Mount Qaf

Cosmology An illustration in Zakariya al-Qazwini's "The Wonders of Creation" showing "a disk-like earth with the surrounding range of Qaf Mountains resting on the back of a giant bull (al-Rayyan), which in turn stands on a vast fish (Bahamut) held up by an angel. This type of visualisation of the structure of the universe was not unusual in the thirteenth century."[1].

Mount Qaf, or Qaf-Kuh, also spelled Cafcuh and Kafkuh (Persian: قاف‌کوه‎), or Jabal Qaf, also spelled Djebel Qaf (Arabic: جبل قاف‎), or Koh-i-Qaf, also spelled Koh-Qaf and Kuh-i-Qaf or Kuh-e Qaf (Classical Persian: کوہ قاف) is a legendary mountain in the popular mythology of the Middle East.

Iranian traditionEdit

Historically Iranian power never extended over all of the Northern Caucasus and ancient lore shrouded these high mountains in mystery.[2] In Iranian tradition this mountain could be any of the following:

Arabic traditionEdit

Mount Qaf in Arabic tradition is a mysterious mountain renowned as the "farthest point of the earth" owing to its location at the far side of the ocean encircling the earth.[3] Because of its remoteness, the North Pole is sometimes identified with this mountain.[4][5] It is also the only place in this world where the roc will land.[3]

Zakariya al-Qazwini published ʿAjā'ib al-makhlūqāt wa gharā'ib al-mawjūdāt ("The Wonders of Creation", literally "Marvels of things created and miraculous aspects of things existing")[6] in the 13th century, a book that was influential in early modern Islamic society. According to Qazwini's cosmology, the sky is held by Allah so that it does not fall on Earth. The Earth is considered flat and surrounded by a series of mountains —including Mount Qaf— that hold it in its place like pegs; the Earth is supported by an ox that stands on Bahamut, a giant fish (Arabic: بهموتBahamūt) dwelling in a cosmic ocean; the ocean is inside a bowl that sits on top of an angel or jinn.[7]

According to certain authors, the Jabal Qaf of Muslim cosmology is a version of Rupes Nigra, a mountain whose ascent —such as Dante's climbing of the Mountain of Purgatory, represents the pilgrim's progress through spiritual states.[8]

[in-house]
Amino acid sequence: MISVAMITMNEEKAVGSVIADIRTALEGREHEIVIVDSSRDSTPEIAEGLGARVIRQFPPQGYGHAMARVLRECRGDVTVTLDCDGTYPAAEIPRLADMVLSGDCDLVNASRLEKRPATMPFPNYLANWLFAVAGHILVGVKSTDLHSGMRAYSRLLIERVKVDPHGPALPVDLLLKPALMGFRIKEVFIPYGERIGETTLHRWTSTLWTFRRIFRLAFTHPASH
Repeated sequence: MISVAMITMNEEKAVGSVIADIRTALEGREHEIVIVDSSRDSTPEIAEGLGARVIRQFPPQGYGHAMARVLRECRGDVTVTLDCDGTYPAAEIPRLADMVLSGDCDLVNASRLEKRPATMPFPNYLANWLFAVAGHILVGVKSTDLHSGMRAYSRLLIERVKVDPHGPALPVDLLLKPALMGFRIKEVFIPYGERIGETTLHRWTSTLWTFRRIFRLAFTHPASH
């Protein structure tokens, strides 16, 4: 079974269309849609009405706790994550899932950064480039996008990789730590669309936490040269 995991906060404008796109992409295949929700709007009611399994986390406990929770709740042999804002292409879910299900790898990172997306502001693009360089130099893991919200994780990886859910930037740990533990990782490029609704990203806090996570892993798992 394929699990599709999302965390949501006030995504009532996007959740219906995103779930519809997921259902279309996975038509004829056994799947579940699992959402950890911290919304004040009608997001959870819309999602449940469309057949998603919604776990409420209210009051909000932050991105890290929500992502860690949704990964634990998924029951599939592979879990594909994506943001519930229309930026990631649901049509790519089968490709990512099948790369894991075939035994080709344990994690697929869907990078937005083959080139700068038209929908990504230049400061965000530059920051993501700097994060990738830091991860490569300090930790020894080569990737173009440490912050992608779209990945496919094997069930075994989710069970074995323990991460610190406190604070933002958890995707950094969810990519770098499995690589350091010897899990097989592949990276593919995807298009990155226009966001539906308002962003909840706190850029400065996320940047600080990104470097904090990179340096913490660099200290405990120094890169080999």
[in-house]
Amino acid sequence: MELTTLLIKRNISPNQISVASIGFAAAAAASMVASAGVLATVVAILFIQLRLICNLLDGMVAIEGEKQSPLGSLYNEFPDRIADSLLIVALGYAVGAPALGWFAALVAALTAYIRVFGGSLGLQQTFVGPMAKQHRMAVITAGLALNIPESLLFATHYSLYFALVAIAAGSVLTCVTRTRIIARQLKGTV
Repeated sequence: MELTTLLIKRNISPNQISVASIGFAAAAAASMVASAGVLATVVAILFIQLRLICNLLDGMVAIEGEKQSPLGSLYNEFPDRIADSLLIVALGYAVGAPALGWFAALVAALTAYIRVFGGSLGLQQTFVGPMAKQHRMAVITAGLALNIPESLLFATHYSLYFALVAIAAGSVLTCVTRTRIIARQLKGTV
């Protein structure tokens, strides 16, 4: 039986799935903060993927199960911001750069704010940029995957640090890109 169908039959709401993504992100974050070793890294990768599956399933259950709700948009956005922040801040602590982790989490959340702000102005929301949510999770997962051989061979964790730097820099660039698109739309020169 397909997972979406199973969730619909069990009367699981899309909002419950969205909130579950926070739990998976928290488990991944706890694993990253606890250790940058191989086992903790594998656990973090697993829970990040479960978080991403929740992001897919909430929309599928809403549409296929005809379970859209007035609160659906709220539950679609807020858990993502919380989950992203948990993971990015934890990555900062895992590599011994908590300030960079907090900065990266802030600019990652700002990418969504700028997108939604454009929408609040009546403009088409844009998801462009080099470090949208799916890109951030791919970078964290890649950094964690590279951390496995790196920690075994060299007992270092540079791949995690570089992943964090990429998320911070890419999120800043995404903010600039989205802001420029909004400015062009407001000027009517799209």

Sufi traditionEdit

In some Sufistic oral traditions, as conceived by Abd al-Rahman and Attar, Mount Qaf was considered as a realm of consciousness and the goal of a murid. Hadda Sahib (d. 1903) is said to have visited Mount Qaf in one night and was greeted by the king of peris.[9]

In literatureEdit

Mount Qaf (original Turkish title Kafdağı) is also the title of a novel by Turkish author Müge İplikçi.

See alsoEdit

Further readingEdit

  • Daniel G. Prior: Travels of Mount Qāf: From Legend to 42° 0' N 79° 51' E. in: Oriente Moderno, Nuova serie, Anno 89, Nr. 2. (Studies on Islamic Legends) 2009, pp. 425–444


  1. ^ Qāf is the Arabized form of the Middle Persian word gâp meaning "unknown". The oldest mention of Gapkuh or the "unknown mountain" is in an inscription of Shapur I (241-272 AD) for the mountains between the Black Sea and the Caspian Sea. The name of the Caucasus Mountains is said to have ultimately come from Kapkof or Kafkaz, corrupted variant(s) of Gapkuh.


  1. ^ Lebling, Robert (2010). Legends of the Fire Spirits: Jinn and Genies from Arabia to Zanzibar. I.B.Tauris. ISBN 9780857730633. Retrieved 15 April 2019.
  2. ^ كوه قاف در اسطوره و عرفان ايراني Archived 2009-02-19 at the Wayback Machine
  3. ^ a b Mount Qaf - Mythology Dictionary
  4. ^ Ibrahim Muhawi & Sharif Kanaana. Speak, Bird, Speak Again: Palestinian Arab Folktales. Berkeley University of California Press
  5. ^ Irgam Yigfagna; al-Jabal al-Lamma
  6. ^ The Wonders of Creation - World Digital Library
  7. ^ Zakariya al-Qazwini. ʿAjā'ib al-makhlūqāt wa gharā'ib al-mawjūdāt (The Wonders of Creation). Original published in 1553 AD
  8. ^ Irgam Yigfagna; al-Jabal al-Lamma, p. 44
  9. ^ PRIOR, DANIEL G. “TRAVELS OF MOUNT QĀF: FROM LEGEND TO 42° 0' N 79° 51' E.” Oriente Moderno, vol. 89, no. 2, 2009, pp. 425–444. JSTOR, Accessed 18 Mar. 2020.